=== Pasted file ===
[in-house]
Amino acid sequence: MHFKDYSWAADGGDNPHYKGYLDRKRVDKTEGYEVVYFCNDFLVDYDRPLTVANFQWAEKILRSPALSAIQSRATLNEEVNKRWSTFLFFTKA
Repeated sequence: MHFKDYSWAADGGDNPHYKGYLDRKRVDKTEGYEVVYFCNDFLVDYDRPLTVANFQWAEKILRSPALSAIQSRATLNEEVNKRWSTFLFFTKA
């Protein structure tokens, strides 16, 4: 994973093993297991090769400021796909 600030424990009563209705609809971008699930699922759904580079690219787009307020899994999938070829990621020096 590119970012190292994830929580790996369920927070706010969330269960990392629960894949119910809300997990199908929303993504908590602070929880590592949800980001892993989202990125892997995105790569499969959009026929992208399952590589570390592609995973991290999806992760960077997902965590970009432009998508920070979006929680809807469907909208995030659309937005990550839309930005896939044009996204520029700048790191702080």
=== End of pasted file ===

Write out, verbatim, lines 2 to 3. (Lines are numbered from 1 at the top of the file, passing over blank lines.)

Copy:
Amino acid sequence: MHFKDYSWAADGGDNPHYKGYLDRKRVDKTEGYEVVYFCNDFLVDYDRPLTVANFQWAEKILRSPALSAIQSRATLNEEVNKRWSTFLFFTKA
Repeated sequence: MHFKDYSWAADGGDNPHYKGYLDRKRVDKTEGYEVVYFCNDFLVDYDRPLTVANFQWAEKILRSPALSAIQSRATLNEEVNKRWSTFLFFTKA